At Million Dollar Baby Co., Care Defines Its Culture — And Products

Three employees describe how the company encourages its people to connect, care for themselves and grow while pursuing sustainable innovation.

Written by Olivia McClure
Published on Aug. 10, 2022
At Million Dollar Baby Co., Care Defines Its Culture — And Products
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Throughout the 10 years Senior Design Manager Matthew Grayson has worked at eco-conscious children’s furnishing company Million Dollar Baby Co., he’s seen its commitment to employees continually evolve. To him, the company’s emphasis on putting one’s home life first is exemplified from the top down. 

“There’s a universal attitude that people should prioritize their personal lives, which is demonstrated by our CEO, making it universally accepted,” Grayson said.  

Stephanie Welke, a consumer support senior coordinator, agrees. Prior to the pandemic, she relocated to Canada for her husband’s PhD program, forcing her to resign from her original position at Million Dollar Baby Co. Yet she made sure to remain on good terms with the team for a reason.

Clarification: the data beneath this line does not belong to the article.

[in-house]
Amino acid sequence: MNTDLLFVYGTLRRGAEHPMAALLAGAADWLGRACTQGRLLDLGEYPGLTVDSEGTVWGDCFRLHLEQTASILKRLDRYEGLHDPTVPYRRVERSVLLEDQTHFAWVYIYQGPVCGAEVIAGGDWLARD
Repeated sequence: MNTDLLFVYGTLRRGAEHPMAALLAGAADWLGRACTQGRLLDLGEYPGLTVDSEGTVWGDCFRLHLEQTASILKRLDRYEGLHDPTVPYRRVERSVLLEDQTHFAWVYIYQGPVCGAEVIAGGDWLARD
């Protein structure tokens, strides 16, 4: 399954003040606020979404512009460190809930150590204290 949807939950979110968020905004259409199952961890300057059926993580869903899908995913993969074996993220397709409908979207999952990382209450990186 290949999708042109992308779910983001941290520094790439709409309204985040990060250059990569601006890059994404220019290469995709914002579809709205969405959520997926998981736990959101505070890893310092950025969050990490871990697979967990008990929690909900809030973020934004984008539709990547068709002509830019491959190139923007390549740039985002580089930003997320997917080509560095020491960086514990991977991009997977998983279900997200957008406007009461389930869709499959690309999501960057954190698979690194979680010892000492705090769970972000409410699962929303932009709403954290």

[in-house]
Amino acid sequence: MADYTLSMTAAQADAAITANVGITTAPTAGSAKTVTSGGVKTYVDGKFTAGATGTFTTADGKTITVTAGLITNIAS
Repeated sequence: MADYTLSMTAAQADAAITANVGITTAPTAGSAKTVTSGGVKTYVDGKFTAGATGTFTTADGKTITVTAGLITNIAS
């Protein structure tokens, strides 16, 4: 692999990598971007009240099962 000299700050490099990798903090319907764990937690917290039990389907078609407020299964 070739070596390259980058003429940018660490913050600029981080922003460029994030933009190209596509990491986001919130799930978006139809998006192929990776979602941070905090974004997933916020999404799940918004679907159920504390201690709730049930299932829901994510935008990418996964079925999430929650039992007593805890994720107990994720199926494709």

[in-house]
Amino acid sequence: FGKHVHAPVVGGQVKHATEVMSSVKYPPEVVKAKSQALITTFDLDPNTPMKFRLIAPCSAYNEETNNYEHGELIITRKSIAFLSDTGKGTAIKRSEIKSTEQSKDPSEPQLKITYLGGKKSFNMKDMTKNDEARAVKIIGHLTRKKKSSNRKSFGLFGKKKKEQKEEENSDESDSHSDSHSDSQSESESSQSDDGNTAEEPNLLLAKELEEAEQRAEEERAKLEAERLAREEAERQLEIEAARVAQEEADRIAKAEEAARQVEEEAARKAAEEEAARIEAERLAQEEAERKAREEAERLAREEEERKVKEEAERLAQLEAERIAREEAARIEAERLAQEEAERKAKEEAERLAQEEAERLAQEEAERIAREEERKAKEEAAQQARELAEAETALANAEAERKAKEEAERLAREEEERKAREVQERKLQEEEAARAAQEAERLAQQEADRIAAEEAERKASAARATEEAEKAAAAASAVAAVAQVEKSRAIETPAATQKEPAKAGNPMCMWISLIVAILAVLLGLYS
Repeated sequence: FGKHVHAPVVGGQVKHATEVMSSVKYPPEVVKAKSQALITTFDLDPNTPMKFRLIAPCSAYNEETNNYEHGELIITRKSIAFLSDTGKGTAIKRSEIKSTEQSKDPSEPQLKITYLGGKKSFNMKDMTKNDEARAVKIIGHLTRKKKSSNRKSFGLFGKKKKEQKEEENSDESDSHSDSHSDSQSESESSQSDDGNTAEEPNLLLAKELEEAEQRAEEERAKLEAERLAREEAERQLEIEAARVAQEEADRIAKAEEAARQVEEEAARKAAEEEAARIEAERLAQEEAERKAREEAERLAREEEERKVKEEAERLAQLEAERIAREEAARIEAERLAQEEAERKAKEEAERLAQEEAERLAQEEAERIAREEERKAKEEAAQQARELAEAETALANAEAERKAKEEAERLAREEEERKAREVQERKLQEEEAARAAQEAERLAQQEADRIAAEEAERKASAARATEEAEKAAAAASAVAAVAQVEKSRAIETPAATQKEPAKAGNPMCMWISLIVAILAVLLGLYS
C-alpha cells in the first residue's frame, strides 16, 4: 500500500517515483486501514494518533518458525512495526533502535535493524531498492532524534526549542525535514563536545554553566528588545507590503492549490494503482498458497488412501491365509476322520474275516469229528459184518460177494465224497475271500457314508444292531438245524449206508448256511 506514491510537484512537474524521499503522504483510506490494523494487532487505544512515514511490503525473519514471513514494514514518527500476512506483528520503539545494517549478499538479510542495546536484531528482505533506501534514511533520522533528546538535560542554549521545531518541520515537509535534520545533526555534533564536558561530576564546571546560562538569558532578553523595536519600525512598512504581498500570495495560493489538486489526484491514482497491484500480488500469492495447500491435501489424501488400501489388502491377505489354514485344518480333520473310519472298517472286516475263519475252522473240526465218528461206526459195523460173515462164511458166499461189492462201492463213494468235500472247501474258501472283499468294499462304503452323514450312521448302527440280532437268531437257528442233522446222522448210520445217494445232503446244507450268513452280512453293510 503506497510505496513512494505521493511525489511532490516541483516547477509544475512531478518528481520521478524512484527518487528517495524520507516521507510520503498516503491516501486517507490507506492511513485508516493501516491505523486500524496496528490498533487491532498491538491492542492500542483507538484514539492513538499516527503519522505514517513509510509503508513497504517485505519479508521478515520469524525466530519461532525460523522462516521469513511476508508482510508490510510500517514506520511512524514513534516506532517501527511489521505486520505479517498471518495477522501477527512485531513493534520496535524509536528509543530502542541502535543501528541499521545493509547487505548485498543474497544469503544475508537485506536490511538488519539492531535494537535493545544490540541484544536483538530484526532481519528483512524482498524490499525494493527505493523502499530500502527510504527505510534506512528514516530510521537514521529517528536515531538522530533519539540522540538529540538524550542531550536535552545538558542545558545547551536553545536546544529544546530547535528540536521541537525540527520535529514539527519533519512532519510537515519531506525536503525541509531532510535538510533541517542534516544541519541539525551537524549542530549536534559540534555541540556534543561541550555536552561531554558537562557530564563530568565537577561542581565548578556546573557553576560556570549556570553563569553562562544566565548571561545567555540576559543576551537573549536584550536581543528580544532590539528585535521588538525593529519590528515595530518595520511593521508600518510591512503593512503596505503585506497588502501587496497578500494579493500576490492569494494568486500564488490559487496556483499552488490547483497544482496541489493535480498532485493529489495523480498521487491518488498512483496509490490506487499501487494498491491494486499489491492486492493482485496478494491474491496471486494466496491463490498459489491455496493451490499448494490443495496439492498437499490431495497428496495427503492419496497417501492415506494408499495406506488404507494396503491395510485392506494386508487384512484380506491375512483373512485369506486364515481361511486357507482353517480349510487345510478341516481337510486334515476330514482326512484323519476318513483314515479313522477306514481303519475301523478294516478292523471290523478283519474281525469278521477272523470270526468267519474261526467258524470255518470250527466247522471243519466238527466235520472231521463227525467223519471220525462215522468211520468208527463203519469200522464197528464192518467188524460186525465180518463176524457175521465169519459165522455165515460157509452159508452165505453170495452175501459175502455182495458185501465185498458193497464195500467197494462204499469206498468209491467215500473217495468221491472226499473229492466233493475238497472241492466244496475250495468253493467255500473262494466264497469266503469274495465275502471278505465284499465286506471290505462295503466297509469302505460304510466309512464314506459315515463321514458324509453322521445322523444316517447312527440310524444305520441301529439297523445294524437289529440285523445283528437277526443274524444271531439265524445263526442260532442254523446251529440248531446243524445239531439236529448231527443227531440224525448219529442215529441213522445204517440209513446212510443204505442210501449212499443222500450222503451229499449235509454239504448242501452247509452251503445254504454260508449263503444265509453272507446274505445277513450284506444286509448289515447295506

When her family had the opportunity to move back to the Los Angeles area, Welke quickly emailed her former manager to inquire about open roles. “There was a position available on the consumer support team,” she said. “It felt like I was meant to come back.” 

This feeling of belonging is one of the many reasons why Welke has been continually drawn to the company. In fact, she considers this focus on togetherness a main driver of ongoing progress and opportunities for development. 

“It’s created an open culture in which people can have hard conversations,” Welke said. “There are ample chances to learn, and we always acknowledge that we’re on the same team at the end of the day.”

While a focus on transparency certainly plays a role in building a supportive environment, it’s far from the only way in which the company empowers its people. As a co-leader of the diversity, inclusion and equity committee, also known as “DIEC,” Assistant Sales Manager Tracy Wells spearheads the organization’s efforts to create a sense of community, whether that involves hosting guest speakers to honor different heritages or bridging the divide between the company’s office and warehouse employees. 

She said the organization’s current dedication to increasing diversity is a precursor of what’s to come. “We have a lot of autonomy to focus on inclusion, which makes us excited to do even more in the future,” Wells said. 

For Welke, Grayson and Wells, there are countless elements that make Million Dollar Baby Co. an exceptional place to work, grow and guide innovation. The three employees explain how the company prioritizes the well-being of its employees and customers while safeguarding the future of our planet.